by Mitch Kokai
Senior Political Analyst, John Locke Foundation
Michael Tanner of the Cato Institute devotes his latest National Review Online column to an assessment of the impact of the 2010 federal health care reform law.
[U]nlike fine wine, the ACA is not getting better with age. A torrent of recent studies and reports has provided new evidence — as if we needed more confirmation — that nearly everything we were told about this law was untrue.
Compare these promises to what we’ve found out about the law in just the past two months:
If you like your doctor, you will be able to keep your doctor, period. If you like your health-care plan, you’ll be able to keep your health-care plan, period.
— President Obama, June 15, 2009
People are finding it increasingly difficult to do what the president promised. According to the California health-care-consulting firm HealthPocket, in a study of more than 11,000 plans on the individual market released this month, less than 2 percent of existing plans are in compliance with the law’s benefit requirements. While current plans are technically grandfathered in, allowing people to keep them for now, any change in the plans requires that their coverage be brought into full compliance, even if that means more expensive plans that include new and unnecessary benefits. Moreover, because non-compliant plans cannot enroll new members, most of the existing plans will eventually disappear, requiring even those members who have been grandfathered in to switch plans eventually.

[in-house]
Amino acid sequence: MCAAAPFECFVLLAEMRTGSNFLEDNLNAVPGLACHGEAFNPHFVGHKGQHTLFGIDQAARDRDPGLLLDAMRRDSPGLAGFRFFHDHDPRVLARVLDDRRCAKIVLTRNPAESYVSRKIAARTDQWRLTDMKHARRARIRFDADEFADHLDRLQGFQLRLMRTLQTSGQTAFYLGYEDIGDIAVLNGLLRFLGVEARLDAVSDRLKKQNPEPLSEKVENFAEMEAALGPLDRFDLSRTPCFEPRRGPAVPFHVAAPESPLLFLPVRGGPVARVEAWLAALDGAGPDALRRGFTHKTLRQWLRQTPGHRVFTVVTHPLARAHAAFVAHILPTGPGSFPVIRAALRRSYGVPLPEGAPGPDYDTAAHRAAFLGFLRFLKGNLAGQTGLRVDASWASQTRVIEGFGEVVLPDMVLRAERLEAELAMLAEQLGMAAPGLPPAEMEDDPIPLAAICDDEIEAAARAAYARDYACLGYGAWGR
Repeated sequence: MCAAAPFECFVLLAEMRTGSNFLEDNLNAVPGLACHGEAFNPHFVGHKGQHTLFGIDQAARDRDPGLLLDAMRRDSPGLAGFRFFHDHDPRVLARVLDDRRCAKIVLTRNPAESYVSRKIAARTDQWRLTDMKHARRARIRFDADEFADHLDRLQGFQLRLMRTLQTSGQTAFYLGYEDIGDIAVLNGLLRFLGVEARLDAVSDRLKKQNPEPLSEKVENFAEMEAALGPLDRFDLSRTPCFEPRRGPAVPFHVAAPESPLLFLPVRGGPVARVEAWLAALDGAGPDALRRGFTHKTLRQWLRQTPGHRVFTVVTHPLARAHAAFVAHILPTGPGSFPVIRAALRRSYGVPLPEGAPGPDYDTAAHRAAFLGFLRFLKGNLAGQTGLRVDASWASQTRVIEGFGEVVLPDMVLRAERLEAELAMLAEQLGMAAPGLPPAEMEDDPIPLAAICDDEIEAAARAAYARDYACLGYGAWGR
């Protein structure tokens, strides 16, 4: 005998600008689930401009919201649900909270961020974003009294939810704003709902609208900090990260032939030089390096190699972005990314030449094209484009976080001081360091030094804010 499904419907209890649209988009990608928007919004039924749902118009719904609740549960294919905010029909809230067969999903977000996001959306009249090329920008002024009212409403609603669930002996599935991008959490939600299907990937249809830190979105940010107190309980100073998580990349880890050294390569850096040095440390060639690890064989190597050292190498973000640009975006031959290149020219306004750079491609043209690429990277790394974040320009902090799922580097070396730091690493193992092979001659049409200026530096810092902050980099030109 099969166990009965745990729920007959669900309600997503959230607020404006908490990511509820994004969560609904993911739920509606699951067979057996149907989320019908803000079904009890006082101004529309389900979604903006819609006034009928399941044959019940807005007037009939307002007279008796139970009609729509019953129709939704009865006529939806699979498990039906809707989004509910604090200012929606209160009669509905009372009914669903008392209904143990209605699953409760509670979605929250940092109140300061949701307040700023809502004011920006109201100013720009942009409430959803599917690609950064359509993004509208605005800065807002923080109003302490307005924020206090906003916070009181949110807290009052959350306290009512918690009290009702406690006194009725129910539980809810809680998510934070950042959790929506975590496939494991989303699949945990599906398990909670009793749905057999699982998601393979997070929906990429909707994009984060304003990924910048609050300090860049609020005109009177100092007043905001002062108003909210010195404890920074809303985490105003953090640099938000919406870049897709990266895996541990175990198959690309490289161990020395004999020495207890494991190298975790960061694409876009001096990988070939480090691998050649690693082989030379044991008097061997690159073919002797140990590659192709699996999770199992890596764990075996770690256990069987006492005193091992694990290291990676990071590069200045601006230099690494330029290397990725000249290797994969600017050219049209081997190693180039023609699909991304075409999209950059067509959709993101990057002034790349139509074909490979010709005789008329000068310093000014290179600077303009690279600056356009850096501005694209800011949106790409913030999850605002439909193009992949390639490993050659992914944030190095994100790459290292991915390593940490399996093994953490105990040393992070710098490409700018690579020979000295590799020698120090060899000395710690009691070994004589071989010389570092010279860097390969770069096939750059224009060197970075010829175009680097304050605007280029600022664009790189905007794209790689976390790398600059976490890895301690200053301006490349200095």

The same applies to many business plans, especially for employers in the “small group” market. In a survey of small businesses, the National Federation of Independent Business found that 12 percent of companies have already been notified that their current coverage will be canceled or will not be renewed because it doesn’t meet Obamacare requirements.
At the same time, the CBO has raised, from 4 million Americans to 7 million, its estimate of the number of workers who will be dumped from their employers’ health plans and forced into the exchanges.